On to the Commitment of Traders reports, as of July 13th, for both futures and options:GOLD
|Long Speculative||Short Speculative||Long Commercial||Short Commercial||Long Small Spec||Short Small Spec|
With open interest up some 37,000+ contracts, ALL categories of specs were serious buyers, and ALL classes of commercials were major sellers. This can not be a good sign for continuing higher prices, as the commercials know this market way better than the usually emotion laden speculators. Any loss of upward momentum, or any bearish news, will send this market lower, back to support in the low $390's. I would be a rather confident seller here, although in small size. Other recommendations will follow.SILVER
|Long Speculative||Short Speculative||Long Commercial||Short Commercial|
Again, as in gold, we see that the rally has been WHOLELY speculatively driven, with specs on the buy side, and the commercials on the sell side. While the specs can and probably will drive prices higher, again, any loss of conviction on their parts in holding long positions will see this market dive. I would be a most cautious bear in this market. A close under $6.50 basis the September contract should be enough to rattle their cages.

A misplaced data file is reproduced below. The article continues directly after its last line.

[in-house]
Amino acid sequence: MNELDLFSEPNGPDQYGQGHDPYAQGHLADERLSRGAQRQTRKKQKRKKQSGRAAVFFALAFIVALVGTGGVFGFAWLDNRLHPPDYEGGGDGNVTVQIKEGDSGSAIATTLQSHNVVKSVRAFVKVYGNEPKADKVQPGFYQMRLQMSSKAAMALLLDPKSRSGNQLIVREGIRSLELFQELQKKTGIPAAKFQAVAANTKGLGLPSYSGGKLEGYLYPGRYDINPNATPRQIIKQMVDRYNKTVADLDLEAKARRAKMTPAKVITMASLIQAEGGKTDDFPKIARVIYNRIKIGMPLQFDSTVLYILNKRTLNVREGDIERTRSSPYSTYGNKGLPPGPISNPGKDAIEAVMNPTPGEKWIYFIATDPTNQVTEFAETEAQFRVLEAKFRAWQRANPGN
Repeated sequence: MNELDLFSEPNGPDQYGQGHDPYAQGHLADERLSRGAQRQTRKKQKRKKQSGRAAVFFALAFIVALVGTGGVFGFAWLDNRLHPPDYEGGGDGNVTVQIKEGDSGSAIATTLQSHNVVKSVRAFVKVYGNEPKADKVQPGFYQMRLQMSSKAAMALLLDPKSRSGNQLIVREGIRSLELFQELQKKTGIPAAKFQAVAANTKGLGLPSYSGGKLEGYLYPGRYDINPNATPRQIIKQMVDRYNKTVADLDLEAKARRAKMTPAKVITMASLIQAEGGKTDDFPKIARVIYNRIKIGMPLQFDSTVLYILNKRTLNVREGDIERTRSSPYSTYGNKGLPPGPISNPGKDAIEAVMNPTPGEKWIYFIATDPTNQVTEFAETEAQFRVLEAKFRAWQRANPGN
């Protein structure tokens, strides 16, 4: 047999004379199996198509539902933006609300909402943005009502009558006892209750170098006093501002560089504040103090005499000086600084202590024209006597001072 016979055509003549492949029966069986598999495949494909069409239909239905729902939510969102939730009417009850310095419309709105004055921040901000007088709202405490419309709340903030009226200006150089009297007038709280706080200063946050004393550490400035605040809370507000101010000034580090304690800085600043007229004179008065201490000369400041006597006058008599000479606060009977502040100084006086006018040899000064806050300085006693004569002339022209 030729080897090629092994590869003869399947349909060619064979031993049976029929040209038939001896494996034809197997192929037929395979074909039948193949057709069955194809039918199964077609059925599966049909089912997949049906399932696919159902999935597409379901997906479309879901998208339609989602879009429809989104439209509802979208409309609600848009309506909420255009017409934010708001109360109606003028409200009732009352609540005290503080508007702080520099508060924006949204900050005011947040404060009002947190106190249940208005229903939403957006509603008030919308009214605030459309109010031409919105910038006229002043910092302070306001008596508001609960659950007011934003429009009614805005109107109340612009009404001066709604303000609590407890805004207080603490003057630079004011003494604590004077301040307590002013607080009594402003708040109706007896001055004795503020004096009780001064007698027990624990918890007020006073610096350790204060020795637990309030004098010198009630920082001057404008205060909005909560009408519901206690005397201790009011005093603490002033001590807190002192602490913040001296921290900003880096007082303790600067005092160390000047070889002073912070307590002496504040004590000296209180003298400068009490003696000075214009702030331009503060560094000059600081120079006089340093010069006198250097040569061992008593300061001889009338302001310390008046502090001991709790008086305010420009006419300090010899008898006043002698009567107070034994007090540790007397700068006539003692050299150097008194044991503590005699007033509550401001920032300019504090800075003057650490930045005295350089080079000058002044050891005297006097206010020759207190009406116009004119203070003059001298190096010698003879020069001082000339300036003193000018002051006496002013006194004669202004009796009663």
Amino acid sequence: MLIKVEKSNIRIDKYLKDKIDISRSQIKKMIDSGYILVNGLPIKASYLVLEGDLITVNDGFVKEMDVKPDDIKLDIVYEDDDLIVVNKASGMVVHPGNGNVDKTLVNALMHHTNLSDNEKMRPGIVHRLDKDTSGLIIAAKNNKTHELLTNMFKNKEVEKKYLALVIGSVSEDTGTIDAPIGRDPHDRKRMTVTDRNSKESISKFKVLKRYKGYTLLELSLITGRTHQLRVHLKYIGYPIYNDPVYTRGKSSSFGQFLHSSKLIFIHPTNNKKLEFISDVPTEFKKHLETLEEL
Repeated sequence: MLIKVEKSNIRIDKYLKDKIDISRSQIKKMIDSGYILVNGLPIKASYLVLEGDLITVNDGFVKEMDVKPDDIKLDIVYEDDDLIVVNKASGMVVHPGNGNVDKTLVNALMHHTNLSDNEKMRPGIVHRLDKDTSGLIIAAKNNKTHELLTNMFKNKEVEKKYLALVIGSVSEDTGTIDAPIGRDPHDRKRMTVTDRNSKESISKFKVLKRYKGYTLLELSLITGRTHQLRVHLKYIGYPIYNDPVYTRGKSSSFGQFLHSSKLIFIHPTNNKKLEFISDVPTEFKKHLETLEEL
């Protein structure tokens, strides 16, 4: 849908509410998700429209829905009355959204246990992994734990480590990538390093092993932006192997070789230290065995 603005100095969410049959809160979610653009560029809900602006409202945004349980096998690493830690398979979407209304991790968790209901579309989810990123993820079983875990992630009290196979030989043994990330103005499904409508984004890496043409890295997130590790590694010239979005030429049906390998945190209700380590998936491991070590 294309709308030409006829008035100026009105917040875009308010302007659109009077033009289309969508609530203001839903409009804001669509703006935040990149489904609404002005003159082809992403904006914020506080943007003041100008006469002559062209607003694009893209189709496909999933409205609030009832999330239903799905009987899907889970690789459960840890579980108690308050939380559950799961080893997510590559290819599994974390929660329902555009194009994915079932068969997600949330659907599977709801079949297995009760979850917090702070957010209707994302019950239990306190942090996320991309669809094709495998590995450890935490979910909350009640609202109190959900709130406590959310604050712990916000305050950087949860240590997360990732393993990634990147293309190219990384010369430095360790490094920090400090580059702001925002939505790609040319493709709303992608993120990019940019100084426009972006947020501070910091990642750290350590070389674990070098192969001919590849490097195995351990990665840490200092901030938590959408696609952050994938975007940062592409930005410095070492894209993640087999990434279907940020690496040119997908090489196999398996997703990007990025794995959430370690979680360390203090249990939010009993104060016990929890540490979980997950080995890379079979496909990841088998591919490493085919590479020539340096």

Expected trading range: $392 to $408
Based upon the COT's, and based upon a gut feeling about this market, along with technical considerations pointing to a rally in the USD, I remain slightly bearish. We are near the top of the trading range and small short sales look right. Look to sell at $407 or higher basis the August contract, with stops at $412.50. If uncomfortable with outright short positions, look to sell some out of the money calls, perhaps at the $430 level basis the October contract. Remember, we are characterizing this market as a trading range now, and NOT a bull market. Call our offices for specific recommendations.